- Mep Consultants:Amit Wadhwa and Associates
- Design Team:Primo Orpilla, Denise Cherry, Verda Alexander, Perry Stephney, Clem Soga, Steve Gerten, Elizabeth Guerrero, David Hunter, Alma Lopez, Renee Laput-Mendoza, Sarunya Wongjodsri, , Jeorge Jordan, Olivia Ward, Kroeun Dav, Chase Lunt, Amie Zemlicka, Maleesa Pollock, Will Chu
- City:San Francisco
- Country:United States
Text description provided by the architects. As tech companies take root in urban locations where space is limited, the collegial spirit of Silicon Valley finds new modes of expression in high-rise buildings and converted industrial facilities. Key to our design for Yelp was the concept of a vertical campus– an all-encompassing, self-contained community stacked on multiple floors. Yelp moved its HQ from a smaller site in San Francisco to a classic Financial District high-rise. As with most multi-story occupancies, the design challenge at Yelp was to facilitate group dynamics so that people interact with each other even though they work on different floors.
In other words– how do you create a neighborhood in a tower?
One way is to give each floor a destination that will appeal to all the floors. At Yelp we placed a fully-equipped coffee shop on the 8th floor, a break room with window seating on the 5th, and semi-private pods for chess or chatting on the 11th. Each floor’s common areas thus become common to the company at large and not just to those whose workstations occupy that level.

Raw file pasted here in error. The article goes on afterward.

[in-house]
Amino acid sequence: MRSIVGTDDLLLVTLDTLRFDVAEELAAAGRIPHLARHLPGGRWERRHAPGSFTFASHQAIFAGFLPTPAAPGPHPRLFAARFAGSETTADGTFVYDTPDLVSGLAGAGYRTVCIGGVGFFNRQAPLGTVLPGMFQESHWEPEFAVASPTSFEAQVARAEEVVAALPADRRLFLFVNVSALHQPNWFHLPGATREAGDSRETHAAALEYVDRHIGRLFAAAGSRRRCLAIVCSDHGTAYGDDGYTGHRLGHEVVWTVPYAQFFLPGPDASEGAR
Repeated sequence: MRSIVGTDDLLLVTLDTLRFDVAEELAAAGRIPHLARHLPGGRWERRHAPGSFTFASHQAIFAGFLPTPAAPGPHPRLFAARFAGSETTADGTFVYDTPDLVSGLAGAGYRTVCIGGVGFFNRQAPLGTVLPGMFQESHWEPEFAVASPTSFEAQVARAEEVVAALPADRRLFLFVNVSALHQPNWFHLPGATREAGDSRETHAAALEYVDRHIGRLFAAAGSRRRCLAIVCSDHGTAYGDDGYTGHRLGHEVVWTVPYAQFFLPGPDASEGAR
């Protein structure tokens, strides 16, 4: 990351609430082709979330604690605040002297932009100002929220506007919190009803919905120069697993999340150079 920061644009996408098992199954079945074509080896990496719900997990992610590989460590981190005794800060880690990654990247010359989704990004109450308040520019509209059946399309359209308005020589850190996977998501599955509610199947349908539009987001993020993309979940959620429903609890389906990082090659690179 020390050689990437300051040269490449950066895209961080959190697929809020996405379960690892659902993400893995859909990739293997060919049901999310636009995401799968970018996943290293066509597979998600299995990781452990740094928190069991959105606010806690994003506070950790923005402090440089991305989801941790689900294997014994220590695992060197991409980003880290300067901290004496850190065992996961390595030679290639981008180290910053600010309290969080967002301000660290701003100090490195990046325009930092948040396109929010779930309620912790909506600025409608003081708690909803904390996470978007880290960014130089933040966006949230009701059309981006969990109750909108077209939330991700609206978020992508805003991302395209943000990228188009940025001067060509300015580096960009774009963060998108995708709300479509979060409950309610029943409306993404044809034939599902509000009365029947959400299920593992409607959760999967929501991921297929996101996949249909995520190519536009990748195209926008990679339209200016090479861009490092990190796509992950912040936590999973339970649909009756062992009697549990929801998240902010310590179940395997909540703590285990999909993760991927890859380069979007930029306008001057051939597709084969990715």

In a high-rise campus the central gathering place is vertically central. Yelp’s reception area is on the 9th floor, with other departments above and below. To make the reception worthy of a trip up or down in the elevator, O+A created a “General Store,” a modern pop-up improvisation on Yelp’s place in the new world of commercial entrepreneurship. Taking our cues from another era of commerce when candy was sold in jars and signage was gold-leaf painted on a window, we created a lobby with the layout of a retail operation. The layout, but not, in fact, the function—none of the “merchandise” on display is for sale and the vintage cash register at the reception desk is strictly for show. Guests, however, may help themselves to the candy.
Echoing this nod to the past, is the placement throughout Yelp’s entire campus of finely-crafted doors reclaimed from offices that originally occupied the site. Many of these doors include fluted or frosted glass panels and door-knobs from another era. Combined with the exposed brick that is prevalent on every floor of Yelp’s HQ, these touches lend the weight of history to a design that is looking determinedly forward.
Perhaps the smoothest juxtaposition of old and new occurs in the coffee bar. The brick walls and abundant natural light of the seating area give the space a SOMA café texture, while the kitchen includes the most modern artisan hot beverage facilities. Access to the bar storage and service areas is through a blind door that appears to be a smooth, wood wall. Custom lighting in this area is suspended from rope fixtures individually hand-woven. With local coffee companies like Blue Bottle and Sightglass rotating baristas in the bar, the theme of handmade, top-quality production is repeated in every detail of the space. Because of it, Yelp’s employees will always have a free latte at their fingertips—and a unique space to drink it in.